Creating SaaS Businesses in Response to the Pandemic and Future of Work

by Riley Crane

At High Alpha, we’re laser-focused on launching companies that solve pressing challenges for businesses. And over the last 18+ months, we’ve seen no shortage of obstacles due to the global pandemic and the myriad of challenges that came along with it.

In response to these challenges, we started more companies in 2020 than any other year throughout our firm’s history. So, how did we land on the ideas that we turned into businesses? What will we continue to look for in opportunities related to the future of work? Below, I outline the origin stories behind a handful of the recent companies developed out of High Alpha Studio.


The idea behind Filo, a collaborative workspace for virtual events, meetings, and teams, was developed out of a High Alpha Sprint Week in San Francisco back in 2019. At the time, we were exploring a compelling idea for a Discord-like, always-on work experience for teams. But it was pre-pandemic, and we questioned the commonality of fully remote teams and whether or not people would want to work virtually or hybrid in this way. These questions were enough to press pause on the idea, but only briefly.

When the shelter-in-place orders came into effect and widespread work from home began, most teams were woefully unprepared. During High Alpha’s first-ever fully remote Sprint Week in May 2020, we revisited our Discord-inspired idea and built Filo. The goal was to create and test a platform to facilitate a better way to work remotely, and we intended to commercialize the product if it proved viable.

After that successful Sprint Week and a few months of stealth work, Filo officially launched in December 2020. Since then, companies like Anaplan, Seismic, Techstars, 500 Global, and Berkeley SkyDeck have used Filo to power kickoffs, onboardings, workshops, accelerators, demo days, events, and more. 

If you’re interested in learning more about what our internal product prototyping experience looked like, check out this article by Chad Hostetter, High Alpha Senior Product Designer.


It’s not just the loss of live concerts that shook the multibillion-dollar music industry during the pandemic. It was everything that came with it — industry employees’ livelihoods disappearing and venues forced to close their doors permanently.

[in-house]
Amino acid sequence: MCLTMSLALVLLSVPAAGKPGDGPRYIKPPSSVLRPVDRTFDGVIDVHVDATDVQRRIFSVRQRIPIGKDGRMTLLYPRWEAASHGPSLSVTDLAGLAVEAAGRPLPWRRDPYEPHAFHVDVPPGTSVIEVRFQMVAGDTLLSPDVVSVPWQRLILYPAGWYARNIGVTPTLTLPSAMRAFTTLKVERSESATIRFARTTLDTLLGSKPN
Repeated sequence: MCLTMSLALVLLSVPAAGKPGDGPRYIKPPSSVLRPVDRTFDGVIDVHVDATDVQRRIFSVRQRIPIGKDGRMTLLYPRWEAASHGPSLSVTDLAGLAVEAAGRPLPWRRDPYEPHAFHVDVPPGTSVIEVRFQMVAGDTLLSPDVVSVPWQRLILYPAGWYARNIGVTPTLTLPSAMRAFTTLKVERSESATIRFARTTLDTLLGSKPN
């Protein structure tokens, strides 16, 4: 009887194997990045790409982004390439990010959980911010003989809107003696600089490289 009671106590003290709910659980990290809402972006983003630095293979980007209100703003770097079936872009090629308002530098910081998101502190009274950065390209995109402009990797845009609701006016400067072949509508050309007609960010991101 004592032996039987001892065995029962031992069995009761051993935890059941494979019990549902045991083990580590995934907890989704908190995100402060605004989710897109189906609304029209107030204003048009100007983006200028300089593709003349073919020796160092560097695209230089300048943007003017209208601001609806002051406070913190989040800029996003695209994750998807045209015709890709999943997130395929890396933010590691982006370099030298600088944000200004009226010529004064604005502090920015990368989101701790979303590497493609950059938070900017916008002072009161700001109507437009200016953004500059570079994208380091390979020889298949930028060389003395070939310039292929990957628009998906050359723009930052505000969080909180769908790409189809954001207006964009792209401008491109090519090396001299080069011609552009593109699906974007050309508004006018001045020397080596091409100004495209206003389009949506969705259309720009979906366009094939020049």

Back in May, as the pandemic spread like wildfire across the US, the live music industry was left in shambles. For many, the future of concerts was devastatingly unclear.

That’s when Eric Tobias, High Alpha Partner and co-owner of The Vogue (a historic music venue in Indianapolis), came up with an idea for a new software business to revolutionize the way we experience live music. If a live streaming platform could bring musicians back to the stage and deliver live music experiences to fans virtually, the music industry might weather the storm. 

Mandolin launched in June of 2020, in the middle of pandemic-induced lockdowns. They started as a streaming platform, but they later found a larger opportunity to completely transform the industry through hybrid experiences for fans. Since their launch, they have been named a best-in-class Livestream platform and launched Live+, a new initiative aimed at hybrid fan experience at clubs, auditoriums, and festivals.

The Mandolin story also highlights how High Alpha responds to new, burgeoning opportunities with speed. You can read more at Eric Tobias’ blog post announcing the company’s Series A here


Bolster, a marketplace to connect high-growth companies with trusted and flexible executive talent, launched out of High Alpha Studio in September 2020. But the idea that became Bolster originally went through High Alpha Sprint Week months prior and can be attributed to our collaboration with Silicon Valley Bank. The premise was based on a key trend: according to Mavenlink, 63% of executives would switch from full-time roles to contracting if given the opportunity.

Our team recognized that businesses often need strategic guidance but can’t always afford expensive executive hires. This reality, compounded with the fact that executives have skills that businesses are looking for but can’t find the right opportunities for them, made for an especially compelling opportunity to create a fractional executive talent marketplace.

The huge spike in desire to work remotely and under more flexible conditions is a massive structural tailwind for the fractional talent space and we’re excited that Bolster is filling this gap with a new solution.


From the first day of the pandemic, it was clear that — along with industries like hospitality, music, and tourism — restaurants and local food artisans would struggle. 

Consumers would press for delivery experiences to meet their demands, but independent culinary artisans couldn’t keep up. This was largely due to the group being overlooked and underserved by existing e-commerce and website-builder tools. 

Simultaneously, we had observed an explosion in interest and activity around the creator economy. Our research revealed the independent food artisan potential was massive. These entrepreneurs are driven by both passion and necessity to build real, durable businesses, and we set out to build a platform to address these needs specifically.

That’s why we launched Castiron, the first e-commerce platform for independent culinary artisans, in October of 2020. Restaurant closings and job losses related to the pandemic, paired with changes in cottage food laws nationwide and changing consumer behavior, have accelerated the company’s early growth. 

As a venture studio, our team explores new opportunities spawned from the changes to the pandemic. Do you have an idea for a B2B SaaS business that broadly fits into the “future of work” category? Are you interested in building a business with a venture studio?

I’d love to speak with you. Send me a note at